Again, and again research shows community water fluoridation reduces tooth decay.

The research also shows fluoride is safe at the concentrations used for water fluoridation. Yet anti-fluoride campaigners continually misrepresent this research. Claims that community water fluoridation lowers the IQ of children are just plain wrong.

This unsupported claim is typical of misinformation promoted by anti-fluoride campaigners. Dr Paul Connett, who is touring New Zealand in an anti-fluoride campaign, asserts “the evidence that fluoride is neurotoxic and lowers IQ of children is very strong.” Yet all his evidence relates to areas of endemic fluorosis in countries like China, India and Mexico where very high natural levels of fluoride cause a range of health problems.

Recent research in New Zealand, Canada and Sweden is quite clear. Water fluoridation has no effect on IQ. Anti-fluoride campaigners who ignore this good quality research and concentrate on irrelevant (and often poor quality) research in areas of high natural fluoride are simply scaremongering.”

Connett attempts to raise ethical questions by defining water fluoridation as medication. But the correction of a mineral deficiency is not medication. Use of fluoridated water to correct a fluoride deficiency is like the use of iodized salt to correct iodine deficiency. That is something we are all used to and accept.

Anti-fluoride campaigners like Paul Connett often propose the dental health programmes in Scotland, Wales and Scandinavia as alternatives to water fluoridation. But this ignores the fact these programmes all use twice yearly fluoride varnish applications to the teeth of young children. It also ignores the fact that many of the educational, dentistry and fluoride varnish treatment elements of these programmes are already applied in New Zealand.

These educational and dentistry programmes are really a supplement to water fluoridation, and not an alternative. Fluoridation by itself is not a ‘silver bullet’ and health professionals recommend using a range of social programmes – including water fluoridation.

Paul Connett’s speaking tour is a last-ditch attempt by local anti-fluoride campaigners to prevent progress on the Fluoridation Bill in parliament.  However, that legislation is simply about transferring decision making on fluoridation from local councils to District Health Boards. It is not about the science of fluoridation and this makes Paul Connett’s campaign misrepresenting the science irrelevant.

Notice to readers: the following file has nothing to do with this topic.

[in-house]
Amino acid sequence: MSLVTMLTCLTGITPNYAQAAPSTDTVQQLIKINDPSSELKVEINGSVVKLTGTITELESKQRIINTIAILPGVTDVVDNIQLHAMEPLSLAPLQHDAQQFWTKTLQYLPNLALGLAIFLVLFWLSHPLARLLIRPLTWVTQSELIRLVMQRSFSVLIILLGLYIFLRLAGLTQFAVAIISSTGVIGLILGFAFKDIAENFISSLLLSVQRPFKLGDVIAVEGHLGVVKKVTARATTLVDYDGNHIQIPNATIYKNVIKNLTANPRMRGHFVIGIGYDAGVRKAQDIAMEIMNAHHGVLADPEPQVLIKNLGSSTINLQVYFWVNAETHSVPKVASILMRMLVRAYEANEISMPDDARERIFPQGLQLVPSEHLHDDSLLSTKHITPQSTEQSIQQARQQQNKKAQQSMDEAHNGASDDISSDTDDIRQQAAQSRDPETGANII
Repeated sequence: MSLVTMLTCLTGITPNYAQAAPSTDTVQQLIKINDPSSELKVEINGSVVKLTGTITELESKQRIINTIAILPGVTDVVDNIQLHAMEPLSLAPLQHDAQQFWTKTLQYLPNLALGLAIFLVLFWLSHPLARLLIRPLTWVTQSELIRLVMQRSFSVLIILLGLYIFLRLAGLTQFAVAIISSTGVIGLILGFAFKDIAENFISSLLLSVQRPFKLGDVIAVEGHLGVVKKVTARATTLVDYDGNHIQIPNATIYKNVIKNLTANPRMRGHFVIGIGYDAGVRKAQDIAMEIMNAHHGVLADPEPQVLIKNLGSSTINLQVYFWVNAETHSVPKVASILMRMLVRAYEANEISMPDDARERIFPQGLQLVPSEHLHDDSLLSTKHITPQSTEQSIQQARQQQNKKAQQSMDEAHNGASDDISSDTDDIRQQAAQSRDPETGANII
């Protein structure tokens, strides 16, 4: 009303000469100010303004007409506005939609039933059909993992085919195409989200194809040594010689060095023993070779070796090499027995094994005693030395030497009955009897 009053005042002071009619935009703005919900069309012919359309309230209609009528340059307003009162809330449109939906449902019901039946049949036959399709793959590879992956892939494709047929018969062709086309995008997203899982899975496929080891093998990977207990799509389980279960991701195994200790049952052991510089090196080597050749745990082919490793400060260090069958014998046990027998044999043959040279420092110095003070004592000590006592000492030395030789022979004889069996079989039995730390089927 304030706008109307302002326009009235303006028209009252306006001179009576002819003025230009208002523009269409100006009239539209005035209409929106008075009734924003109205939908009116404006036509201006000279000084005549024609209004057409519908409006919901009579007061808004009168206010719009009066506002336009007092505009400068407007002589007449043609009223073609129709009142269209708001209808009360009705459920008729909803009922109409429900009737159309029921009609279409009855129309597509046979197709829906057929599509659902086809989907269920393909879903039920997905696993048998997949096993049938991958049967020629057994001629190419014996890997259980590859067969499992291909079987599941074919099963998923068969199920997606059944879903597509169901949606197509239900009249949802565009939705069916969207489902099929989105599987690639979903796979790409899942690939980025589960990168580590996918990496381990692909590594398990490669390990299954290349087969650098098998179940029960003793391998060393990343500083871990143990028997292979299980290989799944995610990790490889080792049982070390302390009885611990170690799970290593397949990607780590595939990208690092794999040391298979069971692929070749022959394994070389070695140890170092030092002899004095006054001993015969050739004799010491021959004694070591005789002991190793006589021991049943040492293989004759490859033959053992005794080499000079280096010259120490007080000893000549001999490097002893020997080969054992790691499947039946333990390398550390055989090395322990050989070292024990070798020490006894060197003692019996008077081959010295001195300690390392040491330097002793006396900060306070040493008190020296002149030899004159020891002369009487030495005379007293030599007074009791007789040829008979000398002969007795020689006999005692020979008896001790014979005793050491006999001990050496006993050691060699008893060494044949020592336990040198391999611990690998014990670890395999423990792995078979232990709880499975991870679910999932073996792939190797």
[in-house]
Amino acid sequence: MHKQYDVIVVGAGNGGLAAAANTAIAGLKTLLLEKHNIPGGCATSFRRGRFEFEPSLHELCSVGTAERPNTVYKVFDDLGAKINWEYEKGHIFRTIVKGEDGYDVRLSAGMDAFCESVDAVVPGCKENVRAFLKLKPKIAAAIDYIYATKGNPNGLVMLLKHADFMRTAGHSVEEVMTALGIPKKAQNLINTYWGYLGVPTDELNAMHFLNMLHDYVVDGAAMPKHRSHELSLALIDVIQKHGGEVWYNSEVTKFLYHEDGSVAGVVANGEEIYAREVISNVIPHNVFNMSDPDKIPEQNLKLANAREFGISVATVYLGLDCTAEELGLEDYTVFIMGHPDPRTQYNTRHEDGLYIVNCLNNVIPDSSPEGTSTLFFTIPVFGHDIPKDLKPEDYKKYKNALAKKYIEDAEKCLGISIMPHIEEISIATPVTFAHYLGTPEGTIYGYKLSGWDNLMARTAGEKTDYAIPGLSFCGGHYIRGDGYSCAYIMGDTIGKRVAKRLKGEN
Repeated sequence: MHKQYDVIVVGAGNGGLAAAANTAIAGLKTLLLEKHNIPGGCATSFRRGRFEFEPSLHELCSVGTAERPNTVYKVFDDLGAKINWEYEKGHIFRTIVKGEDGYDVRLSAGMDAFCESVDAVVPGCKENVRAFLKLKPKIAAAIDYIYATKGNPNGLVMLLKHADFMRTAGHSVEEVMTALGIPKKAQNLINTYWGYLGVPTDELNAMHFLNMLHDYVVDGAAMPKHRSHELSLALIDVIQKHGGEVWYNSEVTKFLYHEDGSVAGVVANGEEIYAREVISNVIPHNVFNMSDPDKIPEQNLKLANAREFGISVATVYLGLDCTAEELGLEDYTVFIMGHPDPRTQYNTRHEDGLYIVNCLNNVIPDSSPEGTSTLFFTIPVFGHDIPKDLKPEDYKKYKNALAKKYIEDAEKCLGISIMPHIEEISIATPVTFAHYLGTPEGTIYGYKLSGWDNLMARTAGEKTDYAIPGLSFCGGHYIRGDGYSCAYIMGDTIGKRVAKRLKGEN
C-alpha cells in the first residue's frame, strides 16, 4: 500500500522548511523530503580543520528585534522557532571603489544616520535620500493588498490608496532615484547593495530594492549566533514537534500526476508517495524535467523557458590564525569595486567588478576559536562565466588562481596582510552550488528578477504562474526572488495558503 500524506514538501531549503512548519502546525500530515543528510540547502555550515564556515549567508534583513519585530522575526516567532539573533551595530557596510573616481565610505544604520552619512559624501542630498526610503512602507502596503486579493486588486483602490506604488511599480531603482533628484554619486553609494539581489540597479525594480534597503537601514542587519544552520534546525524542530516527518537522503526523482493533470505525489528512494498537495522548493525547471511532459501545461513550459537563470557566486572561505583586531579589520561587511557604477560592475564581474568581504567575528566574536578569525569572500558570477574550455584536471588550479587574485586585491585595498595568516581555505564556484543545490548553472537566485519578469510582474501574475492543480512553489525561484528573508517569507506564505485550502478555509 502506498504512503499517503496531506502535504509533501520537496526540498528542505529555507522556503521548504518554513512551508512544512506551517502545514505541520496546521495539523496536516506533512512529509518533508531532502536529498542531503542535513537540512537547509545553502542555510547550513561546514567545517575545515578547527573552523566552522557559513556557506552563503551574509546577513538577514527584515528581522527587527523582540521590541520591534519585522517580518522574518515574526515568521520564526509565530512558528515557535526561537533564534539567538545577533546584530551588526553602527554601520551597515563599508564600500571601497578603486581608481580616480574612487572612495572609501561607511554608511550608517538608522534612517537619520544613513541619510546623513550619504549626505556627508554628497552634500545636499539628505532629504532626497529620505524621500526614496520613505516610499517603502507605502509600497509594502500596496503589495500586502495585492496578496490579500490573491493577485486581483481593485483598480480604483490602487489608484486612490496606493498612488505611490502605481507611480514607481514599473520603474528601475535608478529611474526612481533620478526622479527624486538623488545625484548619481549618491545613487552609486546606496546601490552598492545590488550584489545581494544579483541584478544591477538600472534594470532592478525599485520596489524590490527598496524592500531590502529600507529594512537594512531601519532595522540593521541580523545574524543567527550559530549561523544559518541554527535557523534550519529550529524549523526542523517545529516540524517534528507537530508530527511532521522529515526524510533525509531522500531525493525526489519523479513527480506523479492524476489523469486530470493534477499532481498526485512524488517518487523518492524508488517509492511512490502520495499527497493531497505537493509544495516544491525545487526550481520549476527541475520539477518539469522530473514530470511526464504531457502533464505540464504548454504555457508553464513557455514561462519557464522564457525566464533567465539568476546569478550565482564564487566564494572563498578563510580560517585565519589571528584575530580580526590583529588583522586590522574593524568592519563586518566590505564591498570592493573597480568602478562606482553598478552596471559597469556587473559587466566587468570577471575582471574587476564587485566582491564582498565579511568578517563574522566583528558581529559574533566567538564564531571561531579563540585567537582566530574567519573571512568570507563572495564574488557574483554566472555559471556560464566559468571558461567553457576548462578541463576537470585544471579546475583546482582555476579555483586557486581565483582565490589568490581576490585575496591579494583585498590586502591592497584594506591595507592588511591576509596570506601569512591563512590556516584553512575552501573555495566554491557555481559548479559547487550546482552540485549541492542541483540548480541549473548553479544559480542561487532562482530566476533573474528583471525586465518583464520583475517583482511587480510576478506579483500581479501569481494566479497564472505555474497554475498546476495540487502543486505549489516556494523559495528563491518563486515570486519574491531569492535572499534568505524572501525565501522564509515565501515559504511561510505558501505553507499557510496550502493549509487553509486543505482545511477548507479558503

The Fluoridation Bill resulted from requests by local councils to transfer fluoridation decisions to central government because of the disruption caused by anti-fluoride activist groups whenever the issue was discussed. The bill will shortly face its second reading and we should expect significant changes because of recommendations made during the consultation period. These changes may calcify processes for consultation when fluoridation is considered in a community, the nature if funding by central government and procedures for considering new scientific findings on fluoridation.

Hopefully these procedures will avoid the disruption that local councils faced with this issue.

Dr Ken Perrott is the Science Advisor for Making Sense of Fluoride, Inc., an Australasian group of academics, scientists health specialists and students which works to counter misrepresentation about community water fluoridation.


  1. Ken please explain why the US HHS has reduced the recommended fluoride concentration level to 0.7ppm and the NZ MOH continues to promote the targeted range of 0.7 – 1ppm (med range 0.85ppm).

    Auckland Council reduced the level to 0.7ppm after Fluoride Free NZ made Auckland Council aware of the fact that the NZ MOH target was out of date.

    Once again the NZ MOH has got it wrong on the fluoridation issue.

  2. “Use of fluoridated water to correct a fluoride deficiency is like the use of iodized salt to correct iodine deficiency.”

    A fluoride deficiency ? Sounds serious … on a similar level to “arsenic deficiency” or “lead deficiency.” How could the human body possibly survive without exposure to such substances ?

    • When you look at the amount of food that contains arsenic and you are happy to consume it every day there does not seem to be any problems
      And lead is absorbed by vegetables from the soil they grow in and that is not a problem either
      Its all about the dose

  3. The one question that can be asked and answered simply: Do the benefits outweigh the risks? In my view, there is an unequivocal yes to that question. The comparison to iodine is fair – the addition of iodine to salt reduced a specific health challenge in the community at virtually no risk, other than to the sensibilities of those who don’t want to be told what to do, and who ostensibly want complete control over what they take in.


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